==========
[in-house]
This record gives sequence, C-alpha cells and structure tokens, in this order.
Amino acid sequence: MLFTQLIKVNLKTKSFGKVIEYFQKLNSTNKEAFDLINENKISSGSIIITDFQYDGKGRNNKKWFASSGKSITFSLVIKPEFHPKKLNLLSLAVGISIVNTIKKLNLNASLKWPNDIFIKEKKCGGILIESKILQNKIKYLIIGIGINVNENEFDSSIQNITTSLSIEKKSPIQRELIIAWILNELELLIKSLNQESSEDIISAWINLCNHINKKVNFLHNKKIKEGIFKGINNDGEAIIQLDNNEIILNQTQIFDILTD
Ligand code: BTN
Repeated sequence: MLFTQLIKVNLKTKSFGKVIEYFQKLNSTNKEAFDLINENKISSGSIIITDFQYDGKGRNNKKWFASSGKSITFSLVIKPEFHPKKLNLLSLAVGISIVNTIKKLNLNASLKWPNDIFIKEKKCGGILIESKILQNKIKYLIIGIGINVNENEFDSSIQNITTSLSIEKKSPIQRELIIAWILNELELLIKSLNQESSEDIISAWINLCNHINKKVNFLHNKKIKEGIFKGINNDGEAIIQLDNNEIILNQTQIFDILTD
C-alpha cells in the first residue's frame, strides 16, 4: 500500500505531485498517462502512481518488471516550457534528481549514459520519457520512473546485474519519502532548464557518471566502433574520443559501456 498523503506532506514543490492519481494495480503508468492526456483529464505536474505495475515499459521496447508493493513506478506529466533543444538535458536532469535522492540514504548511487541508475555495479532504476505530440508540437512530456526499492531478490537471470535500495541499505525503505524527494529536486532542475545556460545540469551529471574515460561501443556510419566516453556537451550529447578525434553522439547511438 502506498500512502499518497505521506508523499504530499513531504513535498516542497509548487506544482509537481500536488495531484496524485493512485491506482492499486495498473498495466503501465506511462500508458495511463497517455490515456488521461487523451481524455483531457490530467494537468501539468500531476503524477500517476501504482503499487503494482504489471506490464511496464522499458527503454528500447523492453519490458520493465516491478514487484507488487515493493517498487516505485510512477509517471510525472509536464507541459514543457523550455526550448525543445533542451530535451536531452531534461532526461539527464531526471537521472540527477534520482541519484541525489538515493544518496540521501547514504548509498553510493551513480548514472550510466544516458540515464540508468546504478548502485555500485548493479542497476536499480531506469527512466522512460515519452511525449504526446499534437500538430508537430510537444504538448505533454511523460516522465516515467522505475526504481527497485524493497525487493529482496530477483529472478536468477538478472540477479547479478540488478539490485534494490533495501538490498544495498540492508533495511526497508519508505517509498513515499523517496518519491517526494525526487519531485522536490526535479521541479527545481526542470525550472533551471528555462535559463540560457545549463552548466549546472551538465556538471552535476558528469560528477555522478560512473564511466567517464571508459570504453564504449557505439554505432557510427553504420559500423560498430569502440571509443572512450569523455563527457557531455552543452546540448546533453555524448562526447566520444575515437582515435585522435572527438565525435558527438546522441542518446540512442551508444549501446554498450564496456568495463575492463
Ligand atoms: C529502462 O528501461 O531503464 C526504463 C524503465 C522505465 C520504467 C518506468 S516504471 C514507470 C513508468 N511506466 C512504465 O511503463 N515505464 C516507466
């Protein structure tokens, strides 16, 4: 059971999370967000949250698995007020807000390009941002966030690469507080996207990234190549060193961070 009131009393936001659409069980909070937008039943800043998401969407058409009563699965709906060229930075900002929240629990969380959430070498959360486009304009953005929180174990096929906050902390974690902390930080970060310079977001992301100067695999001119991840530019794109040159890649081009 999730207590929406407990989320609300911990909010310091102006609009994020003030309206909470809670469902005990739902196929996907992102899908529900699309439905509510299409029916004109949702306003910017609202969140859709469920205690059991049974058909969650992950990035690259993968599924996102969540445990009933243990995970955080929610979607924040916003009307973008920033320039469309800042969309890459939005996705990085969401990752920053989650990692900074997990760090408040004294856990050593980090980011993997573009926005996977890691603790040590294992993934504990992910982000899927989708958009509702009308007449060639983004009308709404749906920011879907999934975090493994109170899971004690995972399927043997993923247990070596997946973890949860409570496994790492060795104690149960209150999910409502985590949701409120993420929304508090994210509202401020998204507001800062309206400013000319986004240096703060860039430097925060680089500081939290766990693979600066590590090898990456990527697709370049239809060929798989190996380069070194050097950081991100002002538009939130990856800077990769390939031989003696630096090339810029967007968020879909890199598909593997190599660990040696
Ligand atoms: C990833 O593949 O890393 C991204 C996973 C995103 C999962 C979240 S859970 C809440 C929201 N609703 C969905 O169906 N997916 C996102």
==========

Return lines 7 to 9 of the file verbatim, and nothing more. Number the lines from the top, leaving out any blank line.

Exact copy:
Ligand atoms: C529502462 O528501461 O531503464 C526504463 C524503465 C522505465 C520504467 C518506468 S516504471 C514507470 C513508468 N511506466 C512504465 O511503463 N515505464 C516507466
């Protein structure tokens, strides 16, 4: 059971999370967000949250698995007020807000390009941002966030690469507080996207990234190549060193961070 009131009393936001659409069980909070937008039943800043998401969407058409009563699965709906060229930075900002929240629990969380959430070498959360486009304009953005929180174990096929906050902390974690902390930080970060310079977001992301100067695999001119991840530019794109040159890649081009 999730207590929406407990989320609300911990909010310091102006609009994020003030309206909470809670469902005990739902196929996907992102899908529900699309439905509510299409029916004109949702306003910017609202969140859709469920205690059991049974058909969650992950990035690259993968599924996102969540445990009933243990995970955080929610979607924040916003009307973008920033320039469309800042969309890459939005996705990085969401990752920053989650990692900074997990760090408040004294856990050593980090980011993997573009926005996977890691603790040590294992993934504990992910982000899927989708958009509702009308007449060639983004009308709404749906920011879907999934975090493994109170899971004690995972399927043997993923247990070596997946973890949860409570496994790492060795104690149960209150999910409502985590949701409120993420929304508090994210509202401020998204507001800062309206400013000319986004240096703060860039430097925060680089500081939290766990693979600066590590090898990456990527697709370049239809060929798989190996380069070194050097950081991100002002538009939130990856800077990769390939031989003696630096090339810029967007968020879909890199598909593997190599660990040696
Ligand atoms: C990833 O593949 O890393 C991204 C996973 C995103 C999962 C979240 S859970 C809440 C929201 N609703 C969905 O169906 N997916 C996102």